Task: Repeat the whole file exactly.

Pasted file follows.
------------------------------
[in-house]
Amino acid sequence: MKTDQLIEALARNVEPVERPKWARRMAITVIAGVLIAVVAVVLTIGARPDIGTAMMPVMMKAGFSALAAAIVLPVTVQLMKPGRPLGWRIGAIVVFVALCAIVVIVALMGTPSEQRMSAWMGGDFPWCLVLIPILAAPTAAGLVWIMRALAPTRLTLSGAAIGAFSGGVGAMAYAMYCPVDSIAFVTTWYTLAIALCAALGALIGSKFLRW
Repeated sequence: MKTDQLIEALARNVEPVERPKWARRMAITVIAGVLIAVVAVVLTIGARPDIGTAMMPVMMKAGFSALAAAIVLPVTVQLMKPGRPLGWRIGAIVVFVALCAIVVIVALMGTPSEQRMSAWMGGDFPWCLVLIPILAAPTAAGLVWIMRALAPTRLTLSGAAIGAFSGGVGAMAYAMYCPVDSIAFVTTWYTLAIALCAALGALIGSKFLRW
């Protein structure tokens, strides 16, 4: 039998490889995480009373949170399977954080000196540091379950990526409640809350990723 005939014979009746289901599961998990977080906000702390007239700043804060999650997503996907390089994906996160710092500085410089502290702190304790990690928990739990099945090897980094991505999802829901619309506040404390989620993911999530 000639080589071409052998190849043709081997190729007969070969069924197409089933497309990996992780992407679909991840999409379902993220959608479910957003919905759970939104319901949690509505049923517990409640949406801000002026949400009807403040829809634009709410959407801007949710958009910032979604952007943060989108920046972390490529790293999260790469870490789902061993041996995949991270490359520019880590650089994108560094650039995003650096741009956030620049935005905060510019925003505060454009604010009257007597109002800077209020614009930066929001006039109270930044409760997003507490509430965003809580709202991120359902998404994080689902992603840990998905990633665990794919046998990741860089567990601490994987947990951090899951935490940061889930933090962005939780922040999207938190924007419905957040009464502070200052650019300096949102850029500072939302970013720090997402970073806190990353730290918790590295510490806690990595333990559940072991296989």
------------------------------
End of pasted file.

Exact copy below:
[in-house]
Amino acid sequence: MKTDQLIEALARNVEPVERPKWARRMAITVIAGVLIAVVAVVLTIGARPDIGTAMMPVMMKAGFSALAAAIVLPVTVQLMKPGRPLGWRIGAIVVFVALCAIVVIVALMGTPSEQRMSAWMGGDFPWCLVLIPILAAPTAAGLVWIMRALAPTRLTLSGAAIGAFSGGVGAMAYAMYCPVDSIAFVTTWYTLAIALCAALGALIGSKFLRW
Repeated sequence: MKTDQLIEALARNVEPVERPKWARRMAITVIAGVLIAVVAVVLTIGARPDIGTAMMPVMMKAGFSALAAAIVLPVTVQLMKPGRPLGWRIGAIVVFVALCAIVVIVALMGTPSEQRMSAWMGGDFPWCLVLIPILAAPTAAGLVWIMRALAPTRLTLSGAAIGAFSGGVGAMAYAMYCPVDSIAFVTTWYTLAIALCAALGALIGSKFLRW
């Protein structure tokens, strides 16, 4: 039998490889995480009373949170399977954080000196540091379950990526409640809350990723 005939014979009746289901599961998990977080906000702390007239700043804060999650997503996907390089994906996160710092500085410089502290702190304790990690928990739990099945090897980094991505999802829901619309506040404390989620993911999530 000639080589071409052998190849043709081997190729007969070969069924197409089933497309990996992780992407679909991840999409379902993220959608479910957003919905759970939104319901949690509505049923517990409640949406801000002026949400009807403040829809634009709410959407801007949710958009910032979604952007943060989108920046972390490529790293999260790469870490789902061993041996995949991270490359520019880590650089994108560094650039995003650096741009956030620049935005905060510019925003505060454009604010009257007597109002800077209020614009930066929001006039109270930044409760997003507490509430965003809580709202991120359902998404994080689902992603840990998905990633665990794919046998990741860089567990601490994987947990951090899951935490940061889930933090962005939780922040999207938190924007419905957040009464502070200052650019300096949102850029500072939302970013720090997402970073806190990353730290918790590295510490806690990595333990559940072991296989």